The more driving practice the better; experience will give your teen confidence behind the wheel, and he or she will be better able to react to challenging situations on the road. Furthermore, a teenager who has learned to drive through a recognized drivers education course is viewed more favorably by insurers and may earn a discount.
Enroll your teen in a safe driver program
Check whether your insurance company offers a “safe driver” program. Teen participants in these programs sign parent-teen driving contracts that outline the young driver’s responsibilities (for instance, not having teen passengers in the car, being home by a certain hour, etc.) and the consequences of failure to meet those expectations. If your teenager completes the program, not only will he or she be a safer driver, you may also be eligible for a discount.
Auto Insurance For Teen Drivers, In addition, many insurance companies are helping to reduce the number of accidents involving teen drivers by subsidizing the cost of electronic devices, such as GPS systems and video cameras, which can monitor the way teens drive and alert parents of unsafe driving practices by email, text message or phone.
Enroll your teen in a graduated drivers license program—or create your own
Many states have successful reduced teen accident rates with graduated drivers license (GDL) programs and other laws that allow teen drivers to develop skills and gain experience behind the wheel. With these, new drivers are restricted from certain activities—such as late night driving, having passengers in the car or being on the road unsupervised—until they have had their licenses for a set period.
In states without a GDL program, parents can institute the same policies. Take an active role in your teenagers’ driving practice and expose them to driving in a wide variety of driving conditions to build experience and confidence as you introduce privileges gradually. Allow independent driving only after continued practice, including night driving and driving in inclement weather.
Discuss the dangers of drug and alcohol use
Auto Insurance For Teen Drivers Advise teens never to drink or do drugs, and not to get in a car if the driver has used drugs or alcohol. Encourage your teen to call you if such a situation arises to ensure they have a safe way home.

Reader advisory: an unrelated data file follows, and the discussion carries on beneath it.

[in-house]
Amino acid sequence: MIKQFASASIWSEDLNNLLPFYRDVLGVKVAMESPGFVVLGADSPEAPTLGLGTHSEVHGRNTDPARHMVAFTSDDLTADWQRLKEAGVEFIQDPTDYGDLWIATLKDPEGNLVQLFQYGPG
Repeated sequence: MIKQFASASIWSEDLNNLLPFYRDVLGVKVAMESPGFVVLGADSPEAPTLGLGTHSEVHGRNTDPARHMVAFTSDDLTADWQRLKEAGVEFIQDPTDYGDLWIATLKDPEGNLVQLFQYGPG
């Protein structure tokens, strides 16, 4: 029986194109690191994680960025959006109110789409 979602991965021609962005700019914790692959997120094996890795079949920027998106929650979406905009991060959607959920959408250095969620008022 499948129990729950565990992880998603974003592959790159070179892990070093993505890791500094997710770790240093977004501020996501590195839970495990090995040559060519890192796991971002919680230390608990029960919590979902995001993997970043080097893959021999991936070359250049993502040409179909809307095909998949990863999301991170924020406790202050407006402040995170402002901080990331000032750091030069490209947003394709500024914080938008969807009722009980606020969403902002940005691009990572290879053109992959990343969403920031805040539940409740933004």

Understand the dangers of distracted and impaired driving
Talk to your teen about the importance of not driving while distracted. Distractions include phoning or texting while driving, as well as listening to the radio and chatting with friends who are in the car. Teens should also be responsible passengers when in their friends’ cars. New drivers should wait 1,000 miles or six months before picking up their first teen passenger.
Be a good role model
New drivers learn by example, so if you drive recklessly, your teenage driver may imitate you. Always wear your seatbelt and never drink and drive.
And, finally, keep in mind, teenagers mature differently—not all are mature enough to handle a driver’s license at the same age. Parents should consider whether teens are easily distracted, nervous or risk takers before allowing them to get a license or even a learner’s permit.
Note that with this kind of arrangement there can be no exceptions; your teen must use only the car to which he or she is assigned, even in an emergency. If your teenager is involved in an accident with an unassigned car, penalties could be imposed and your own premiums might increase.
Increase your liability insurance for greater protection
If your teen gets into an accident, state minimums for liability insurance will not be enough to fully protect you from lawsuits. Consider purchasing higher amounts of liability coverage—if your teenager is found negligent in an accident and the damages exceed your insurance limits,
Auto Insurance For Teen Drivers you will be held financially responsible and could be sued in court for those amounts not covered by your insurance. Depending on the value of your financial assets, you may even want to have the extra protection that a personal umbrella liability policy provides.
Raise your deductible to save on your premium
The higher your deductible, the more money you can save on your premium, so consider raising your deductible from the minimum amount required. You may want to use those savings to increase your liability insurance.